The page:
About a month ago we were in the peak of the coronavirus crisis. People were losing jobs all over the place, there was widespread panic, and even I — although my job is online — was worrying about my future income.
Now things are calmer. But many are still jobless. I believe that many, like me, have come to realize that their job won’t save them. Having all your financial eggs in one basket is so outdated, and the average millionaire has seven sources of income. So it’s time to step it up.
I wrote an article last month about my plans to diversify my income. So that I wouldn't have to rely just on my job. If you’d like to read it here it is:
I had decided to plan out my strengths and weaknesses so I could understand what I could monetize. I came up with a list of 5 categories that I want to try.
- Blogging about health and fitness (using affiliate links to monetize).
- Writing on Medium and earning through the Medium Partner Program.
- Investing in high dividend ETF’s.
- Teaching, or in other words, creating online courses.
- Etsy, an experiment.
Read on for my progress in each category.
Health and fitness blogging
I’m still doing research, but it’s going to be my most ‘classical’ income strategy. What I mean is that blogging isn’t new, people have been doing it profitably for over 15 years now, and it’s not going anywhere. The key is high-quality content and good SEO.
- Health and Fitness is, in fact, a top-earning niche for blogging. Along with personal finance of course. But fitness is a major hobby of mine, and I have so much knowledge that I can just spill on a page. I heard somewhere that when choosing a niche, bloggers must ask themselves — do I have 100 articles in me? Yes, I do.
- I believe this niche doesn’t work well on Medium. I tested one article, and it didn't go well. Obviously, one article doesn’t prove much. But I think that Medium has a certain type of reader that doesn’t come here for fitness advice. There are no major fitness publications or writers.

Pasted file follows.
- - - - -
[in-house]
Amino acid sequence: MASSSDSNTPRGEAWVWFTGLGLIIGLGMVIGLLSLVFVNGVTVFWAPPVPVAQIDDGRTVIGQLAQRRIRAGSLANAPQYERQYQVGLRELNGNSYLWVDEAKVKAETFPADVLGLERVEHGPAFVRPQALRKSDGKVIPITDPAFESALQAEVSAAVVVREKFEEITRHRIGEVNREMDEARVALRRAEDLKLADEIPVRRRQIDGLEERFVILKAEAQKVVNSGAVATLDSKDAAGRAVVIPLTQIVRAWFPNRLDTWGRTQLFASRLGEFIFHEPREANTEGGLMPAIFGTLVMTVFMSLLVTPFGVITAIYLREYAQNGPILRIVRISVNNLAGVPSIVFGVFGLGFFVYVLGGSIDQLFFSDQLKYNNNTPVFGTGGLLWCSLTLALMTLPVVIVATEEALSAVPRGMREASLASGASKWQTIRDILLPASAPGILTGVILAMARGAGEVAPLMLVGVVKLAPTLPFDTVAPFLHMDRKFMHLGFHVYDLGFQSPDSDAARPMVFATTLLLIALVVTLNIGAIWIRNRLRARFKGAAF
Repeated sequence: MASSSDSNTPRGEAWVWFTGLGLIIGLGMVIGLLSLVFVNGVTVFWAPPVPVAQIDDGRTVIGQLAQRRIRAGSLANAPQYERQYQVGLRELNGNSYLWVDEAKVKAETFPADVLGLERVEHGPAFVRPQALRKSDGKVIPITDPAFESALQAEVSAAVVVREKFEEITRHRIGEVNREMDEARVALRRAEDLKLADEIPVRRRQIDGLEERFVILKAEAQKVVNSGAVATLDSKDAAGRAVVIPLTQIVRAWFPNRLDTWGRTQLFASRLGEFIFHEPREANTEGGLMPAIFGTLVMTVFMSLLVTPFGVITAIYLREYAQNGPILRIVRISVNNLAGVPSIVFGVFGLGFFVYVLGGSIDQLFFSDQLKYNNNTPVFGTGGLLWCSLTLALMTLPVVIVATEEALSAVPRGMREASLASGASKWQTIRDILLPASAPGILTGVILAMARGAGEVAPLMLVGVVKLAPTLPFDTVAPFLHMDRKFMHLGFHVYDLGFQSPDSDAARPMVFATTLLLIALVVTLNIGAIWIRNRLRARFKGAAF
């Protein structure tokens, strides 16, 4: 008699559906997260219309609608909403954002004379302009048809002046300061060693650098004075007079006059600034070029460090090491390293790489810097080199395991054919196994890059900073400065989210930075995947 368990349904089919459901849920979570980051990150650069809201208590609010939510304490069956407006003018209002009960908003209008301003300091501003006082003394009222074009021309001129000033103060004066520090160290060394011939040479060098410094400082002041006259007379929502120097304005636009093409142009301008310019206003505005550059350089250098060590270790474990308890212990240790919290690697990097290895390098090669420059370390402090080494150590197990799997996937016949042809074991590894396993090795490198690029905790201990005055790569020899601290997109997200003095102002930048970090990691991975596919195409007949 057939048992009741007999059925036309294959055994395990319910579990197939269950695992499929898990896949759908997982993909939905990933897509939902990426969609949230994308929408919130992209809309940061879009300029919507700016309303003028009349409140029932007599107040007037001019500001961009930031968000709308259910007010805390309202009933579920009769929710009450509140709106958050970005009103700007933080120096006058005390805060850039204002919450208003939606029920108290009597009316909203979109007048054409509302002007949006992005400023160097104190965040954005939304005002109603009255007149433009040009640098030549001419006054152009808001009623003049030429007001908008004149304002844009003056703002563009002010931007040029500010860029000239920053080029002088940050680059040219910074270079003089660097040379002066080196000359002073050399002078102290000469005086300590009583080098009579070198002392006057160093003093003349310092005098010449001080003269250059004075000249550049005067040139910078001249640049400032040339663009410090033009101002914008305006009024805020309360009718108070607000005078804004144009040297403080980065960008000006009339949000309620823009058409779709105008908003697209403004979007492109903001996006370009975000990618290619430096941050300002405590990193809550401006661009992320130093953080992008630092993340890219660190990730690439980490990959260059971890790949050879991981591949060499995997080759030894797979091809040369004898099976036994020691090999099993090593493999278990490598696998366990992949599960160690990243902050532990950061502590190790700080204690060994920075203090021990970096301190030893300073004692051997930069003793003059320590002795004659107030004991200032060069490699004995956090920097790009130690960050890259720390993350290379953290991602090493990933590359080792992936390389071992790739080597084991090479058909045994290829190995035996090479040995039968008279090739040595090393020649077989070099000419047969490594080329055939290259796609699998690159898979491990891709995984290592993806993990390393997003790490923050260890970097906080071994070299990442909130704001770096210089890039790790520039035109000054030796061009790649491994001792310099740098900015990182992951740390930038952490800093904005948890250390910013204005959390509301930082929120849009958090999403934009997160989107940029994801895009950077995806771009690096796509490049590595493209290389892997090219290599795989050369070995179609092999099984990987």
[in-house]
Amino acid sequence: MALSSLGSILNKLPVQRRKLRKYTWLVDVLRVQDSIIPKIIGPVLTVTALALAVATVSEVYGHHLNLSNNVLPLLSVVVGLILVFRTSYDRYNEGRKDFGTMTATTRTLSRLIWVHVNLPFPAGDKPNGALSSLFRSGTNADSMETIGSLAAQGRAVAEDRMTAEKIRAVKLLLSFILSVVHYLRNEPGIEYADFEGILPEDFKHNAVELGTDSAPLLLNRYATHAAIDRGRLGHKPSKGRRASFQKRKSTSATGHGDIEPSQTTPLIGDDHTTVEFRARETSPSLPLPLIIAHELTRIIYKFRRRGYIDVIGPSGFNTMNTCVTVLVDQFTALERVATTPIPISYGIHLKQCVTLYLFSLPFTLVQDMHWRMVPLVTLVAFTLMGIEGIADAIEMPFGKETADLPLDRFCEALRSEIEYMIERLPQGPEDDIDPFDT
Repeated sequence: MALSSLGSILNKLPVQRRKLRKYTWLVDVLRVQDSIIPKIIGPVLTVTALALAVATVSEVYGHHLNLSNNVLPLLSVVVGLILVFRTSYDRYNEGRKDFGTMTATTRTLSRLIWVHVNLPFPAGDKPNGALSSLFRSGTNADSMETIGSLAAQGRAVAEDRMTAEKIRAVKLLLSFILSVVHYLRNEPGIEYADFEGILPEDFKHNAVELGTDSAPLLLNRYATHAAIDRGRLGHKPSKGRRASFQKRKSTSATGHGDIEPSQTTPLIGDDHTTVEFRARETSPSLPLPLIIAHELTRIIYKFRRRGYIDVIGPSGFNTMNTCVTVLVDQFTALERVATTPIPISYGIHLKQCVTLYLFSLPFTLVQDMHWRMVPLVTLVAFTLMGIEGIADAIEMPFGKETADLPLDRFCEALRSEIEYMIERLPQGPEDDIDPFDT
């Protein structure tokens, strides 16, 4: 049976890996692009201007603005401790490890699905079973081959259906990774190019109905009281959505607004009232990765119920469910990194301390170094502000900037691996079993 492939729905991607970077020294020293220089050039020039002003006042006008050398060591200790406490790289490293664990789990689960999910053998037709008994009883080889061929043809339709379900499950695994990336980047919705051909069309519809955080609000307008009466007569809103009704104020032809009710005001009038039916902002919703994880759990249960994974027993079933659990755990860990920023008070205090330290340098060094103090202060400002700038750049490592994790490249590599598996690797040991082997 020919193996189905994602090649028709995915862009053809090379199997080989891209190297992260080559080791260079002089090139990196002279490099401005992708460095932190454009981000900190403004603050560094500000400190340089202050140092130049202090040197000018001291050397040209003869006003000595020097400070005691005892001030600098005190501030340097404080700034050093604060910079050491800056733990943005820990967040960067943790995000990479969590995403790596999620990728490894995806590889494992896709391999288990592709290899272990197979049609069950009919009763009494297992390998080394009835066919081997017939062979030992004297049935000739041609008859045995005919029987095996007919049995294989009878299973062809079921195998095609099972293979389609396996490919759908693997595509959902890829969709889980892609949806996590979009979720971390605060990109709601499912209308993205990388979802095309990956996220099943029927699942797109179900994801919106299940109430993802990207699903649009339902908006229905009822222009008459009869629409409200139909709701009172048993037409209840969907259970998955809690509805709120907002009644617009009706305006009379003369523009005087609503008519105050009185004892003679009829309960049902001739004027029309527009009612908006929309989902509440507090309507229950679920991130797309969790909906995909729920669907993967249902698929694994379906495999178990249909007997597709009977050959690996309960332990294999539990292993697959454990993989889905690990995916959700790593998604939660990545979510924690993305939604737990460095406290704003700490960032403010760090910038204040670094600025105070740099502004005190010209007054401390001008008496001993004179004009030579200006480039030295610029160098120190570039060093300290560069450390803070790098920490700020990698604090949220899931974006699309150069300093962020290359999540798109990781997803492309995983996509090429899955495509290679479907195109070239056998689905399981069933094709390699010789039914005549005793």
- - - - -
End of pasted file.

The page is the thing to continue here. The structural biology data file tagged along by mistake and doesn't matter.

- SEO is the way to go. People google fitness-related questions a lot. There is a huge amount of keyword research to be done, and a goldmine of article ideas to be discovered. Fitness is always evolving, so keeping up with trends is a must.
- Coming up with a blog name is a huge blocker for me. I suck at naming things, and a blog name needs to roll off the tongue and be easy to spell, and the domain needs to be available. This is not easy!
My next steps will be to do the SEO and keyword research, to get a better idea of the current trends, and hopefully, that would also help me in naming my blog.
Writing on Medium
This is the only category that was somewhat successful for me so far.
I made $42 from the Medium Partner program this month. Most of that was just from one article on language learning, which is surprising because it's just something I wrote for fun and not my main area of expertise.
The article consistently earned about a dollar a day for the entire month. Although it’s not much, I’m pretty happy with the idea that you can write something and then it makes you a dollar a day. Imagine having 50 such articles. I wonder how long it will continue to earn at this rate?
I published 5 other articles this month, but they did not earn as much despite being featured in publications. They did, however, bring me some followers which is great in the long-term.
Quarantine got in the way of this one, unfortunately. I needed to visit a broker in-person to create an account with them, but their offices are closed for the next month or so. So no progress here.